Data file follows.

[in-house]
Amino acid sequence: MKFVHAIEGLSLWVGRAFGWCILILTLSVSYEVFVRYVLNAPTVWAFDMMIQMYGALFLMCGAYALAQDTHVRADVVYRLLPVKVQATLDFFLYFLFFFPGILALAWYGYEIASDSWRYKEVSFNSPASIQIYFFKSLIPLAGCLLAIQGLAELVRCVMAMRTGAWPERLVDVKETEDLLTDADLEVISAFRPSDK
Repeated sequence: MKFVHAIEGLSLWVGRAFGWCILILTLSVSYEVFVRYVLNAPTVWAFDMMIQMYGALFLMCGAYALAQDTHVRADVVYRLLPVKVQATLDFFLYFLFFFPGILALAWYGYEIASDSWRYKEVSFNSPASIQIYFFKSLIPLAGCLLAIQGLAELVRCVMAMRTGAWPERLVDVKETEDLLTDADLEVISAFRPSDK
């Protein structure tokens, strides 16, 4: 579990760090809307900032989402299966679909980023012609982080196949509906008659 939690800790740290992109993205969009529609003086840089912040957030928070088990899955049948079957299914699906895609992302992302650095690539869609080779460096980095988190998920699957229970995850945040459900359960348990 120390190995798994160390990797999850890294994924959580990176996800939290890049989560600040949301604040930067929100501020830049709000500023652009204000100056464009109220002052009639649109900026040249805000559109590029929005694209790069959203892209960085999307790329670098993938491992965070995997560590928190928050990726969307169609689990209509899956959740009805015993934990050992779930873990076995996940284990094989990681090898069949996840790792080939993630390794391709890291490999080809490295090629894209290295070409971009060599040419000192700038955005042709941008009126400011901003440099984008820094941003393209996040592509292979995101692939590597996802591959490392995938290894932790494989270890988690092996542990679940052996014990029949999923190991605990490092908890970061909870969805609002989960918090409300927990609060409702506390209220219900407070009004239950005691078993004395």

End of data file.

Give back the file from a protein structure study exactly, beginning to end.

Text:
[in-house]
Amino acid sequence: MKFVHAIEGLSLWVGRAFGWCILILTLSVSYEVFVRYVLNAPTVWAFDMMIQMYGALFLMCGAYALAQDTHVRADVVYRLLPVKVQATLDFFLYFLFFFPGILALAWYGYEIASDSWRYKEVSFNSPASIQIYFFKSLIPLAGCLLAIQGLAELVRCVMAMRTGAWPERLVDVKETEDLLTDADLEVISAFRPSDK
Repeated sequence: MKFVHAIEGLSLWVGRAFGWCILILTLSVSYEVFVRYVLNAPTVWAFDMMIQMYGALFLMCGAYALAQDTHVRADVVYRLLPVKVQATLDFFLYFLFFFPGILALAWYGYEIASDSWRYKEVSFNSPASIQIYFFKSLIPLAGCLLAIQGLAELVRCVMAMRTGAWPERLVDVKETEDLLTDADLEVISAFRPSDK
């Protein structure tokens, strides 16, 4: 579990760090809307900032989402299966679909980023012609982080196949509906008659 939690800790740290992109993205969009529609003086840089912040957030928070088990899955049948079957299914699906895609992302992302650095690539869609080779460096980095988190998920699957229970995850945040459900359960348990 120390190995798994160390990797999850890294994924959580990176996800939290890049989560600040949301604040930067929100501020830049709000500023652009204000100056464009109220002052009639649109900026040249805000559109590029929005694209790069959203892209960085999307790329670098993938491992965070995997560590928190928050990726969307169609689990209509899956959740009805015993934990050992779930873990076995996940284990094989990681090898069949996840790792080939993630390794391709890291490999080809490295090629894209290295070409971009060599040419000192700038955005042709941008009126400011901003440099984008820094941003393209996040592509292979995101692939590597996802591959490392995938290894932790494989270890988690092996542990679940052996014990029949999923190991605990490092908890970061909870969805609002989960918090409300927990609060409702506390209220219900407070009004239950005691078993004395």